Friday, April 10, 2009

On "Gator Bait" by Georgia Garrett (4953 words) ***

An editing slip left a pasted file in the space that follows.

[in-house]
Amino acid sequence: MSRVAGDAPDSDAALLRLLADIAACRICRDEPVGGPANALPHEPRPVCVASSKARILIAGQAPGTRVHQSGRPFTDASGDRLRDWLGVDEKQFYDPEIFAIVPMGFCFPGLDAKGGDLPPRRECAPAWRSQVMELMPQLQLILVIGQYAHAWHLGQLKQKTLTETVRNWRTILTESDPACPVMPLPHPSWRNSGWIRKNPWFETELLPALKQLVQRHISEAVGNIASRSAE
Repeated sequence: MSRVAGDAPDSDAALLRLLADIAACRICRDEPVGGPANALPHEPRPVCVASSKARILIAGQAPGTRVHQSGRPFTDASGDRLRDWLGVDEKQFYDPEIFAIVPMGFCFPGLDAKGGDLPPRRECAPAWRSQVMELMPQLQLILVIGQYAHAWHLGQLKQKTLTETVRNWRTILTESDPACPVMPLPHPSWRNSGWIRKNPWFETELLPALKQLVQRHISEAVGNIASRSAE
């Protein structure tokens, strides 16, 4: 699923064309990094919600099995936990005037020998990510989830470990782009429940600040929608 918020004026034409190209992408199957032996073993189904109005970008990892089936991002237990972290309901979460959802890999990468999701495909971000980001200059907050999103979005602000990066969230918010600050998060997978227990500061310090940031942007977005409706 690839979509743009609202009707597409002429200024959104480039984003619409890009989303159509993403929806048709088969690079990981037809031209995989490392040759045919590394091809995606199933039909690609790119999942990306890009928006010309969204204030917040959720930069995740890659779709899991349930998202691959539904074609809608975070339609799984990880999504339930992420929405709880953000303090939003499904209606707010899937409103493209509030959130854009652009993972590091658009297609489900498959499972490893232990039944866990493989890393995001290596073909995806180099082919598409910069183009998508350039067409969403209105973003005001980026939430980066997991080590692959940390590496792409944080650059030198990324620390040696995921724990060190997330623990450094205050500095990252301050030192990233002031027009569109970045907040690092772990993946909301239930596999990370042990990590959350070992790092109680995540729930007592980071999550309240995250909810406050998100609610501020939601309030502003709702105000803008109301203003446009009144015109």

Some stories hit you with a voice straight out, a strong one, that no matter what happens is going to make you read on and on. You just want to listen. You don't care too much what happens, and sometimes not much does. I think of Dostoevsky's Notes from the Underground and of Salinger's Catcher in the Rye, both very good books. I also think of Katherine Dunn's Truck, a book that is not so good but that had such a powerful first ten pages I read the whole thing with a sense of growing disappointment. Garrett's story won't disappoint, but it's a bit different than perhaps I envisioned from those opening paragraphs. It becomes the kind of story one doesn't see much anymore, a story with a sense of character and morals, about a hero who really is heroic, not for shooting up bad guys or something you'd see in some vacuous adventure film but for simply living a strong life--and for imparting it to his son. That the son feels he hasn't lived up to those ideals may be one reason I so rarely see stories of such idealism anymore--in an age of cynicism, it's hard to be anything but cyncical. Read the story here at Blackbird.

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